I was present at a roundtable interview at the Bryant Park Hotel on April 28th with Robert Mrazek, former U.S. Congressman (D-NY). A prolific novelist, Mrazek wrote, produced, and co-directed (with Jared Martin), The Congressman starring Treat Williams with George Hamilton, currently on VOD release. In Mrazek’s film Treat Williams gives a complex portrayal of a Congressman (not unlike Robert Mrazek), who goes through a crisis in his life and asks himself hard questions about who he is and what he stands for. In this election season which promises to be explosive, the film reveals there are still political leaders who do care for the little people, and though they do not come from wealth, they do not use their position simply to line their pockets after their political stint is over. See Review.
What I’d like to ask you about are the autobiographical elements. When you wrote this, did you realize new things about yourself?
It wasn’t so much self-discovery. I wrote the screenplay very quickly. I’ve written books that took me four years to finish. The screenplay came together within two months in 2012. I write every day. In October 2012, I finished a novel for Penguin Random House and I wanted to be at our island for another two months before we were going to come back to Ithica, New York. It was two months, and I thought, what could I write? And at the time there was a lot of public awareness in the media about the dysfunction of Congress and the inability of Democrats and Republicans to work together. Mitch McConnell was attacking Harry Reid and they couldn’t work together on anything.
It was different when I was in Congress. And I think I was inspired by the contrast of the two cultures. There was the one on the island; there are about 50-60 people who live there year round. A lot of them don’t like one another, but they know they have to work together to make the island function. There in Congress you have 535 lawmakers who can’t get together on anything: authorization bills, appropriations bills, etc. There are ideologues on both ends of the spectrum. So that provided one of the elements for me to work the story. One thing that was autobiographical was I was the origin of looking into how we began reciting The Pledge of Allegiance in 1988.
Could you talk about that?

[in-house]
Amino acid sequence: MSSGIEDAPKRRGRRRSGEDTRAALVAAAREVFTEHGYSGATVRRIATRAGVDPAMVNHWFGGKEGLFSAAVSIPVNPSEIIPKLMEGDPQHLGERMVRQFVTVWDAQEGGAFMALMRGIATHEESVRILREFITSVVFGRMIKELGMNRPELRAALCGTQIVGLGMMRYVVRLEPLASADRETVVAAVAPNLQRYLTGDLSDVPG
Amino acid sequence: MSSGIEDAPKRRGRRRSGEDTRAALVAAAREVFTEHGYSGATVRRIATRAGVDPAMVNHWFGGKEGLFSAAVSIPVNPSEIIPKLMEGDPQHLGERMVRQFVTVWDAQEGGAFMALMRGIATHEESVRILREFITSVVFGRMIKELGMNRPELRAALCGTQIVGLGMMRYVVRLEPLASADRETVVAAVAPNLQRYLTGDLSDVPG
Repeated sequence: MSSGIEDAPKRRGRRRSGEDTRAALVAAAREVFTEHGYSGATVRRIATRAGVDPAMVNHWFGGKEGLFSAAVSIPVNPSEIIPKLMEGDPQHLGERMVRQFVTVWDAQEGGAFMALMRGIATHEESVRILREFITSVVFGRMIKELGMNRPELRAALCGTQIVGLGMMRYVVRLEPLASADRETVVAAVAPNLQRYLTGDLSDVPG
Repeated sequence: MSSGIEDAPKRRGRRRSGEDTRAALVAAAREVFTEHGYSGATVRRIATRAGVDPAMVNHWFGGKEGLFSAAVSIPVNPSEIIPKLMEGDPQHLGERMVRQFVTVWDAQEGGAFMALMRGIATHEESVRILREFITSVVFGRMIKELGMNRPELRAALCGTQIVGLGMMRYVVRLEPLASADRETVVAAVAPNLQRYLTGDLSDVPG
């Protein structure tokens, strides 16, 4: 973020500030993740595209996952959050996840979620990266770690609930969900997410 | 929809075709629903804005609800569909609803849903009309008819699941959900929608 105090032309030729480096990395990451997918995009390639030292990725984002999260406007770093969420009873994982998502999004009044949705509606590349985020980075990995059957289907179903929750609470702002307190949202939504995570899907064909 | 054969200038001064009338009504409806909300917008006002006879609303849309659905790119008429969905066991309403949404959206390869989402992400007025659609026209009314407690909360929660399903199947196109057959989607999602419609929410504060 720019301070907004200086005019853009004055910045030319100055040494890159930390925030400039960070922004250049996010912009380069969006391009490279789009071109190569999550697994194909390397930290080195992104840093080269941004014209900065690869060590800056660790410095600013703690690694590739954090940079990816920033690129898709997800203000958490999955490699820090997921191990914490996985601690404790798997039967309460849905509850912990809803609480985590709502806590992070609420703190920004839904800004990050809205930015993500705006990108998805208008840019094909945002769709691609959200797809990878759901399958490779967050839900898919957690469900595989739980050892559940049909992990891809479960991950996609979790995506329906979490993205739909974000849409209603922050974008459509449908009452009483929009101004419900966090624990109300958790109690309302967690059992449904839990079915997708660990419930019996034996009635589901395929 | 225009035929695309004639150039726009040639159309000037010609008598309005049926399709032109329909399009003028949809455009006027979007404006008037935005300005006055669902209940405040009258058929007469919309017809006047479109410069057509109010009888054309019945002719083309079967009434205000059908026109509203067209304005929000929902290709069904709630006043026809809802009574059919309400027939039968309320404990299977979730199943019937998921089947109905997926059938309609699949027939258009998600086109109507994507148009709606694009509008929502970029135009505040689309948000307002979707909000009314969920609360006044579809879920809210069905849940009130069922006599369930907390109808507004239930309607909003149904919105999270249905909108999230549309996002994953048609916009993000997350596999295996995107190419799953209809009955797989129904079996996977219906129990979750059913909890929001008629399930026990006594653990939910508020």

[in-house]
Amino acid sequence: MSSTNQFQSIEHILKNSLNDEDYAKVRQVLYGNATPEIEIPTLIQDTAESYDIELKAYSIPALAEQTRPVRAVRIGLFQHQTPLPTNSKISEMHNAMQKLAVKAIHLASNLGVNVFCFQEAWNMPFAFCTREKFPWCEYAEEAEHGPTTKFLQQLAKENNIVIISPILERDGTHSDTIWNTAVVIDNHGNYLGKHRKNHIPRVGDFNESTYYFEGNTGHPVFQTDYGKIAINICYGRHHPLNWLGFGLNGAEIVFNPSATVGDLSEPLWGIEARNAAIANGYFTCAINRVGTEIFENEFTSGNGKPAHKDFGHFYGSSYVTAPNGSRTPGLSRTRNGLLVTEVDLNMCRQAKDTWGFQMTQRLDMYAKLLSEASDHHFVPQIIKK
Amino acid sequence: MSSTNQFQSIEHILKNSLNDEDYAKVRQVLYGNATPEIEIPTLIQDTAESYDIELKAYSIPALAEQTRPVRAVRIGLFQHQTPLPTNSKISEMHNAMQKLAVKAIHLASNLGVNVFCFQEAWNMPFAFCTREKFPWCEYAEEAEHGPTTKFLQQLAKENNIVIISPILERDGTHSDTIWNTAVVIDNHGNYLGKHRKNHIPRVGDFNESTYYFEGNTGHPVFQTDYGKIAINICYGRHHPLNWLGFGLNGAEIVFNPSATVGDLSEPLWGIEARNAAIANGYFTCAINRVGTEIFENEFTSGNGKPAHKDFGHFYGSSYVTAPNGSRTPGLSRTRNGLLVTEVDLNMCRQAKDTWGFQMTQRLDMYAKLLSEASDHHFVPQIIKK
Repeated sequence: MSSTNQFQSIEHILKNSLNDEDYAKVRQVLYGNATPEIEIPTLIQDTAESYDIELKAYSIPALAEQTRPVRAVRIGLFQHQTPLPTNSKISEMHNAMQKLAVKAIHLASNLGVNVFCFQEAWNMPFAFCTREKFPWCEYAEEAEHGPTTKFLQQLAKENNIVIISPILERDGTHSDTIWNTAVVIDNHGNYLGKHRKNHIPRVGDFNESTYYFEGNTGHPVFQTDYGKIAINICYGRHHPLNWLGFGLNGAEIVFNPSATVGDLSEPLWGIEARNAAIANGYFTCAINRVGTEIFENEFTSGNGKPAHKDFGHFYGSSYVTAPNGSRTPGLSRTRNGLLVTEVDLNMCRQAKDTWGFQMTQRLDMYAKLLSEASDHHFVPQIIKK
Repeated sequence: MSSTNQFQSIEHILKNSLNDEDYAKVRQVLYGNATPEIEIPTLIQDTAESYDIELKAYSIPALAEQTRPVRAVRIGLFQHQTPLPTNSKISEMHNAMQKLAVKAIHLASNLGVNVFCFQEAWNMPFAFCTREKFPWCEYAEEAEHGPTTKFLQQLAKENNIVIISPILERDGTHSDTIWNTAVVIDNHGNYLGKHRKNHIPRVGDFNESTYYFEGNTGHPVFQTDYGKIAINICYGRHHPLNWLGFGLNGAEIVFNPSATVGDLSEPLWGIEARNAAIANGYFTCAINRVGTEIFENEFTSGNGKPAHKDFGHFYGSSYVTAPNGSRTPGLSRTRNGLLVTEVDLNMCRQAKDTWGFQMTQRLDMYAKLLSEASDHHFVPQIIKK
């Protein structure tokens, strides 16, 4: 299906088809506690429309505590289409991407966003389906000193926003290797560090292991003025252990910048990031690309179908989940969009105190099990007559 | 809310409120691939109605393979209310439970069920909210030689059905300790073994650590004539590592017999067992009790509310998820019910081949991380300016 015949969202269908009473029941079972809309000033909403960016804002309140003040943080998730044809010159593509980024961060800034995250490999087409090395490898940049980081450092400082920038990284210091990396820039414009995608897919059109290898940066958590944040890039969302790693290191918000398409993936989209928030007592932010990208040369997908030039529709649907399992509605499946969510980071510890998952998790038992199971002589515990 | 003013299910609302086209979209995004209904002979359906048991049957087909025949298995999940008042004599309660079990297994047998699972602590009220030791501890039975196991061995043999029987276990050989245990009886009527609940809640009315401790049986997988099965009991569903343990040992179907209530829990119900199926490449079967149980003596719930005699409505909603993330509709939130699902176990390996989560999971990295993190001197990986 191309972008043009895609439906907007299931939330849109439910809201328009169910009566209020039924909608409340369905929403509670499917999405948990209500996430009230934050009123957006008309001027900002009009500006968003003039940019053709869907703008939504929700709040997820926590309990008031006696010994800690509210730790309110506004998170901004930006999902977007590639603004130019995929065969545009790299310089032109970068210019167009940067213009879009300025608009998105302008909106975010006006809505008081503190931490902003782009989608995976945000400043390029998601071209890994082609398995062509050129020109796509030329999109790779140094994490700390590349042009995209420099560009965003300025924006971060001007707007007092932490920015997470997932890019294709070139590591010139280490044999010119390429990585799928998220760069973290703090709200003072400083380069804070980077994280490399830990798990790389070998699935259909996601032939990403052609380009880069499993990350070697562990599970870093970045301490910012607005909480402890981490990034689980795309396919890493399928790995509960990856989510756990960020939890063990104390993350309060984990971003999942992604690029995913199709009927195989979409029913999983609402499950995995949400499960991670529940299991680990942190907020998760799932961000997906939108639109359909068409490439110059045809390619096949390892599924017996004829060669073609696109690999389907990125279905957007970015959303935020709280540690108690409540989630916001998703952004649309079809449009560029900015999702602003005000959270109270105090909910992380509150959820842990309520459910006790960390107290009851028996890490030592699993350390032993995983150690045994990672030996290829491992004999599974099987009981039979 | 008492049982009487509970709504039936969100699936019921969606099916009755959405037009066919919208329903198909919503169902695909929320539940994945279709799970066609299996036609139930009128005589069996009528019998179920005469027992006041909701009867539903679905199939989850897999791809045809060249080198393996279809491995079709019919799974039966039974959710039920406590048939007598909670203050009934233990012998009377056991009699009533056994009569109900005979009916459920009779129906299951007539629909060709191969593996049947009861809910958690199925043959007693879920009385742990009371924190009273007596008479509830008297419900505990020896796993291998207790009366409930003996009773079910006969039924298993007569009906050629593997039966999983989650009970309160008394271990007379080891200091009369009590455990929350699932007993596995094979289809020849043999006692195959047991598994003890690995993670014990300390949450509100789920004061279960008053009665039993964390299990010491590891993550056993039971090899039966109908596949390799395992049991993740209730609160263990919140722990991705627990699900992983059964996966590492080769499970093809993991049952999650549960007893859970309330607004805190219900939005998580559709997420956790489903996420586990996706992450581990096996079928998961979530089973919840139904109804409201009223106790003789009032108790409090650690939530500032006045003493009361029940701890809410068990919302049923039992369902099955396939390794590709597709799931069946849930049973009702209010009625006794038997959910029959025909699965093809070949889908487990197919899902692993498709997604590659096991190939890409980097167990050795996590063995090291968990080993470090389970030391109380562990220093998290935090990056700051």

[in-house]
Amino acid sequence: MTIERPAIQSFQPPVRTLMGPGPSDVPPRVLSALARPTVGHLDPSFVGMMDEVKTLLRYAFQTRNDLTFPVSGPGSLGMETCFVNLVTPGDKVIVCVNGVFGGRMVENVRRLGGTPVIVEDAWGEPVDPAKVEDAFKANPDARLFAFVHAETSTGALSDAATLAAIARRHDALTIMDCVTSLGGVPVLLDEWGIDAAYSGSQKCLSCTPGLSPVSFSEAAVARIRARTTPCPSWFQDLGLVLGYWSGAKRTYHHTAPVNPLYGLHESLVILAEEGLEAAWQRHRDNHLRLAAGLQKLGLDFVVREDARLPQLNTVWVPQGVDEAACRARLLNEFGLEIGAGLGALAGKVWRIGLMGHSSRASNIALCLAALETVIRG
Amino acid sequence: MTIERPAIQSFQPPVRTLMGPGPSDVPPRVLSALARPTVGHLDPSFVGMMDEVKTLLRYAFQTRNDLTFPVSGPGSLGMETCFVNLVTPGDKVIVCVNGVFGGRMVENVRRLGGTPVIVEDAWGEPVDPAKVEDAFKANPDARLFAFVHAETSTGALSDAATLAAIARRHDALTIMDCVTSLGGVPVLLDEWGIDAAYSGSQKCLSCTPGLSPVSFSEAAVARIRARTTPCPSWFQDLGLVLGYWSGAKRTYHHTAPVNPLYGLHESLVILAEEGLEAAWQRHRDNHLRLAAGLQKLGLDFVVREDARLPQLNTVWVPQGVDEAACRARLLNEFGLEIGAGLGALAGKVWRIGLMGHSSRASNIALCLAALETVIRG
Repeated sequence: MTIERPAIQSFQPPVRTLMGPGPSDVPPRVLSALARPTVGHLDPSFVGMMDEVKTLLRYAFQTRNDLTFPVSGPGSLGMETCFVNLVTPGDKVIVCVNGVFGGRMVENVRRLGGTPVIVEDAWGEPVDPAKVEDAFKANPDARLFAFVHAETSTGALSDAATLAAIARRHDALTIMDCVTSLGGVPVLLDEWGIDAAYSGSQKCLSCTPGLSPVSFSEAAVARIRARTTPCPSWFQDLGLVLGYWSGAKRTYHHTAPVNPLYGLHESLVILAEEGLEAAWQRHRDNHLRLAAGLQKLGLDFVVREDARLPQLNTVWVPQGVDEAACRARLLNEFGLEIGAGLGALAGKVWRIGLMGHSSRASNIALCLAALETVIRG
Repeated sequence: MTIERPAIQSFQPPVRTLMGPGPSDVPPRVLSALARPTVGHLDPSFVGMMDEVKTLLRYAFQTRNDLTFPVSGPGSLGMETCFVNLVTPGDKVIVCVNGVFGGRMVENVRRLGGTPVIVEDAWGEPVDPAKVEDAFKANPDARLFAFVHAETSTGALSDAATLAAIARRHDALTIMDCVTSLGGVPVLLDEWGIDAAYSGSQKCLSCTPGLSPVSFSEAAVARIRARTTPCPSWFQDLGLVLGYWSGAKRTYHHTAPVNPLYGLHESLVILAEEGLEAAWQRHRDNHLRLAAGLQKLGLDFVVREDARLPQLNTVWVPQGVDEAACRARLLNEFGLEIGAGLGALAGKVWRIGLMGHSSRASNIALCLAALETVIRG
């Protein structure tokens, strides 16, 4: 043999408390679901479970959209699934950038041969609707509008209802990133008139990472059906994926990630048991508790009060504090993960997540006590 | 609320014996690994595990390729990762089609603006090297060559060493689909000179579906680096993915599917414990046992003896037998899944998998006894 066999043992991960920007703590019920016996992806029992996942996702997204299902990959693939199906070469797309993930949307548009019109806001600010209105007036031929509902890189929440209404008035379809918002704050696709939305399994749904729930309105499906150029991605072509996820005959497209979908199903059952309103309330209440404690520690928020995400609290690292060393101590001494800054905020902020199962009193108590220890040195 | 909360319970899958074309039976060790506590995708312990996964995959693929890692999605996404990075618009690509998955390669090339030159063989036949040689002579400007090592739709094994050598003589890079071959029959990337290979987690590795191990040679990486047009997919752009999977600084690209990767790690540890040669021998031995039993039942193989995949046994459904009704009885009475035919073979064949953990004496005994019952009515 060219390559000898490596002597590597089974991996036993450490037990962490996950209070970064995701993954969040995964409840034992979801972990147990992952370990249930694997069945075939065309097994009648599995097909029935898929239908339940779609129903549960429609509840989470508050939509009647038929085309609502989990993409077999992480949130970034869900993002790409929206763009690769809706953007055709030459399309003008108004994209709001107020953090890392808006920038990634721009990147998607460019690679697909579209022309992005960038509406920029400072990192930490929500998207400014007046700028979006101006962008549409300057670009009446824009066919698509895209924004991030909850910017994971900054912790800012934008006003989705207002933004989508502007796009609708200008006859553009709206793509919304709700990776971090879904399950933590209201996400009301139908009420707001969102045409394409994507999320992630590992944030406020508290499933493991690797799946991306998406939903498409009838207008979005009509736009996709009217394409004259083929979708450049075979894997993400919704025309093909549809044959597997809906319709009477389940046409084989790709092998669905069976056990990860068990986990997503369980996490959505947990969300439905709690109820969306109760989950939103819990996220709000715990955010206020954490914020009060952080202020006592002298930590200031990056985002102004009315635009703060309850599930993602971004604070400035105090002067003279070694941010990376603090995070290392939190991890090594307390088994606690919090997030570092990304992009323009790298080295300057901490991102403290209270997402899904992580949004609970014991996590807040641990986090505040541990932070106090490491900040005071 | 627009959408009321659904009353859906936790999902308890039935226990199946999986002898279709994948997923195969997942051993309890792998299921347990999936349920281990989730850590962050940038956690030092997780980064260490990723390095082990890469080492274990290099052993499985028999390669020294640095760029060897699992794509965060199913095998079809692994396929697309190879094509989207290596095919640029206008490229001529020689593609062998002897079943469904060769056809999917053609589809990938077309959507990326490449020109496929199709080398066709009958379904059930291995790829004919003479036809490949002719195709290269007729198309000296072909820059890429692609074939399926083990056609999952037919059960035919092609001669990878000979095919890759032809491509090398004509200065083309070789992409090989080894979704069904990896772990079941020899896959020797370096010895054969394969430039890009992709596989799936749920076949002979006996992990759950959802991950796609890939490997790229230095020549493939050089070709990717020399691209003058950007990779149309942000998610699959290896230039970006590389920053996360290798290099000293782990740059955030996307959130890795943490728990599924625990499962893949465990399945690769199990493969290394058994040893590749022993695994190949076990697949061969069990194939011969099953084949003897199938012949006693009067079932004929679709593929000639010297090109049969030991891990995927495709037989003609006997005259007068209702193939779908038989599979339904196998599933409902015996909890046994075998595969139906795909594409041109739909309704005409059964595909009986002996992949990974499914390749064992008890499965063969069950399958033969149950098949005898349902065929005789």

I was a member of the Democratic leadership, and we were meeting in 1988. Tom Foley was the speaker at the time and we would meet every week. At one of the meetings, a member of Congress from the South stood up and said, “Mr. Speaker, if the Pledge of Allegiance is important enough for every school child to recite every morning, then it’s important that we do the same thing.” I stood up and said something to the effect that actually ended up in the movie. I said, “Each one of us at the beginning of each session of Congress gets up and puts a hand on the Bible and swears to uphold the Constitution and all of the freedoms that our nation holds dear. And I don’t think we need to recite a loyalty oath every morning just to prove we love our country.” And she said something like “I would have expected no less from you…” and she mispronounced my name.
And then we started to recite the pledge and no one voted against the resolution to recite the Pledge of Allegiance. I wasn’t about to do it. I had a two to one Republican district and I was a Democrat. You learn to pick your battles. I didn’t stand up for the Pledge and I was often there at the beginning of the Session. Around two weeks later or so, we’re back in the leadership and she stands up and says, “Mr. Speaker! It is my sad duty to report that we have ‘pledge dodgers’ right here in the leadership, the Democratic caucus.” She was looking at me.
That was when I researched the Pledge of Allegiance. I thought well, we’ve recited the words since we were kids, but what was it about? It was then that I learned the “Pledge” was created by a militant National Socialist in 1892 named Francis Bellamy. He believed that the Federal government should take over all industry; that everyone should earn the same wage and that the Federal government should run the public schools. In addition to reciting the Pledge, he created the Bellamy salute which was the stiff arm salute that was later adopted along with other ideas that he had by the Nazi Party in Germany in the 1920s.
When I was thinking about how to put a hook to the movie in October 2012, I thought, what would happen to me now if I had my feet up on the Whip’s desk and somebody took a picture of me during the “Pledge”? You know nowadays, you never know when you’re being photographed with a cellphone. And what would happen today if that same Congressman said, “You know who wrote the Pledge and the Bellamy salute?”